I wrote this on January 3, 2010. This morning I was searching for it on my website, but I couldn’t find it, so I am posting it again.
Some things cannot be forgiven…
Someday I will come back to Granada. I loved the tiny Arab bath, the archaeological museum, the unprettified streets of the Albacin area. And the Alhambra charged every neuron in my body. Over the week the geography of the place, the lonely vega and the glory of the mountains, began to imprint my senses. But while I was here, I felt restless and agitated. Lorca’s ghost walks, uneasy in this city. Some things cannot be forgiven. The crime was in Granada.
These are the words of Frances Mayes, thinking about the poet Federico García Lorca who died in Granada, shot by Nationalist soldiers in the first months of the Spanish Civil War.
The thoughts and feelings mirror my own when visiting Vilnius and other parts of Lithuania. I return to Lithuania every year, drawn by the beauty of the place, the depth of the history, the mystery of the pagan and Christian folk art, the haunting tunes of the dainos, perhaps by a longing in my genes, the same longing for home that my Grandmother might have felt.But nothing is simple. Being in Lithuania also brings up feelings of fear and grief, anger and frustration, a deep sadness that sinks into my bones. Lithuania is a country of beauty and death, and sometimes the two are inseparable, as in Ponary where the natural beauty of the Lithuanian forest is marred by the mass graves holding the bones of 100,000 victims of WWII, mostly Jews from Vilna.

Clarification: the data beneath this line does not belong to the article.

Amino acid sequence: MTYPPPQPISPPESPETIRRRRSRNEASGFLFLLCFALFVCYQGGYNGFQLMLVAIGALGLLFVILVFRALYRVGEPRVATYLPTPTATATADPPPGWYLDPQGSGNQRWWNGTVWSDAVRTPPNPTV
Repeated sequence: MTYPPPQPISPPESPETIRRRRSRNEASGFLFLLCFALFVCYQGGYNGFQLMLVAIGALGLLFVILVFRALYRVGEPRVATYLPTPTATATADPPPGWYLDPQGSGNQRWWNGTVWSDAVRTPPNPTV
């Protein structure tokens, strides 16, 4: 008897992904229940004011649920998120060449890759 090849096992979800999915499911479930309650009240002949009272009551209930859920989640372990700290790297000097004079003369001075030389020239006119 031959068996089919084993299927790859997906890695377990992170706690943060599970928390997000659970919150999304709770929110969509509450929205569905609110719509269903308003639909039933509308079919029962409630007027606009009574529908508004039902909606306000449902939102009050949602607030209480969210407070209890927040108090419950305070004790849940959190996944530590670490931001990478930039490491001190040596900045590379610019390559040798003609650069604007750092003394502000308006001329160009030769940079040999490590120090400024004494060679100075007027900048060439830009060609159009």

Žagarė, a small town near the Latvian border, home of an annual cherry festival, is surrounded by beautiful countryside and farmland. Shortly before the Nazi’s invaded, many of Žagarė’s Jews were expelled to Siberia by the Soviets. The remaining Jewish population was gathered in the town square on the day after Yom Kippur in 1941. Some were shot on the spot, while others were brought outside of the town to be slaughtered. Sitting near the town writing at the side of the river, and walking through the town square, I could not reconcile the beauty and the terror.
Some times it is impossible to forgive, inadvisable to forget. But the sins of the fathers should not be visited upon the sons. I neither forgive nor refuse to forgive. The tragedies that underly Lithuanian history are beyond the scope of my imagination. All I can do is hope to be a small voice for peace and understandingand to help, in any way I can, to make sure that the future is a thing of beauty, not of death.